As part of the tax credit agreement, the Ohio Tax Credit Authority says Amazon will have to maintain operations at the Monroe location for at least 13 years.
The Seattle-based giant worth more than $500 billion has been exploding with growth as it asserts its dominance in retail and rapidly expands into other industries. At the same meeting, tax credits were approved for Amazon’s third fulfillment center in Ohio which will be in the Cleveland area on the site of a dead mall.
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Jen Patterson of the city of Monroe said at the tax credit meeting that the Amazon fulfillment center will go into a greenfield, class A industrial park “that has had a lot of really great names in it. This fits really nicely with what we have developed out there. The city is in it for a 100 percent, 15-year tax abatement that our council actually put on that park years ago with this vision that this is what it would become. It is really nice on our end to see validation for that foresight about 10 years ago.”
The city declined to comment when asked for more details like the exact location of the project.
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Monroe’s Park North, an industrial park off Ohio 63 near I-75 and the Cincinnati Premium Outlet Mall, would fit the bill for what was referenced at the tax credit meeting. The industrial park includes a 755,000-square-foot warehouse built speculatively by IDI Gazeley that’s wrapping up and could be an option for where Amazon could go.
Amazon has not released details of what will be shipped from the Monroe or returned a request for comment on the project.
This isn’t the only fulfillment center that Amazon operates in Ohio. The mega online retailer has two other operating locations in Etna and Obetz near Columbus that are responsible for employing roughly 4,500 workers.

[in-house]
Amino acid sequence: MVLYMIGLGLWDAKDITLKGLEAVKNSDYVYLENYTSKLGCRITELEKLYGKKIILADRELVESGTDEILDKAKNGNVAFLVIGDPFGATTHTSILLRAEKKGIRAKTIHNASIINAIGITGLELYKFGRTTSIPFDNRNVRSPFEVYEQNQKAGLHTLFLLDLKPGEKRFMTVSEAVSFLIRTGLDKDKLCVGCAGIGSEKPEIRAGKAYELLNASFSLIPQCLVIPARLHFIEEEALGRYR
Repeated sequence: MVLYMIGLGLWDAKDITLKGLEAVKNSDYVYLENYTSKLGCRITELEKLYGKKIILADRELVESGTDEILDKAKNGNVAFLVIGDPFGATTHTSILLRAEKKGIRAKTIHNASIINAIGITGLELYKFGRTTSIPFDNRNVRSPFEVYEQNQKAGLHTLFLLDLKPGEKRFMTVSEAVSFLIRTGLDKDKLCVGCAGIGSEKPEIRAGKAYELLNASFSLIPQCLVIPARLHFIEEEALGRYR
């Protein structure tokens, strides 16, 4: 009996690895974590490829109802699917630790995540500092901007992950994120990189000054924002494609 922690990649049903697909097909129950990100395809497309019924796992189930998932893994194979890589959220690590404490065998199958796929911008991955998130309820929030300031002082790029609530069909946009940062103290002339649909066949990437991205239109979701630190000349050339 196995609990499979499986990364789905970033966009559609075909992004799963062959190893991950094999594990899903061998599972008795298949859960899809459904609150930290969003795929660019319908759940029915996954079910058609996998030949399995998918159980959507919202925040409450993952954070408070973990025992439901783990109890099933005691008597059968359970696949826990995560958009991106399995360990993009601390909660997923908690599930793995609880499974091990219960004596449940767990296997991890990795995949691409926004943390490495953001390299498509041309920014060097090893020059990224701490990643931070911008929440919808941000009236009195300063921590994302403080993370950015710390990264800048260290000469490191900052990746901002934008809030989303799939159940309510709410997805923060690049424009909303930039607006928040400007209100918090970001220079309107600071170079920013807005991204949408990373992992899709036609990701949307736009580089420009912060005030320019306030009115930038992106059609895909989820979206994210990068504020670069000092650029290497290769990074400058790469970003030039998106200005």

The third Amazon fulfillment center will be a Cleveland-area location that the Tax Credit Authority also approved today a 1.35 percent, 10-year tax credit for Wednesday. Amazon finalized a lease deal last week on a planned 855,000-square-foot building in North Randall which is expected to mean 2,000 jobs. The Cleveland Port Authority will be the owner and financier of the project and Amazon will lease it.
Vince Adams, vice president of the real estate and business development for the Greater Cleveland Partnership, said the mall opened in 1976 as the largest indoor mall in the country at the time but it closed its doors in 2009. “It is a horrible eyesore. Now most of the site is demolished,” Adams said.
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The Amazon project in Monroe is expected to have an economic ripple effect through the region and provide a big boost to the economy, said Shu Schiller, chair of Wright State University's department of information systems and supply chain management.
For example, she said on a daily basis there are about 3,500 employees at the Etna facility and seasonally close to 5,000 employees. Along with direct employment, Amazon’s hubs create a ripple effect through the supply chain it works with.
“They are able to boost the regional economy by tying into other types of businesses close to our region,” Schiller said.
The presence of an Amazon facility could also be a boost for higher education in the region. When companies in general are looking at sites, Schiller said one of the factors they consider is what kind of education and skills the population has to see if the region will be able to meet the company’s demand for labor. If Amazon opens something in Monroe, the company would be recruiting talent in the area.
“The strategic choice of the location — if it so happens— is going to help our education (sector). There’s a huge market demand for talent and they will need talent to be filled,” she said.
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The Seattle giant took its first major step into Ohio two years ago was when it quietly started testing cargo flights out of the cargo airport at Wilmington Air Park. Amazon has since shifted the operation to the Cincinnati/Northern Kentucky International Airport, just south of the Kentucky border where it announced it January it would develop a $1.5 billion air service hub.
Amazon also has one wind farm and other one on the way in northwest Ohio and invested $1.1 billion into opening three data centers in Columbus suburbs.
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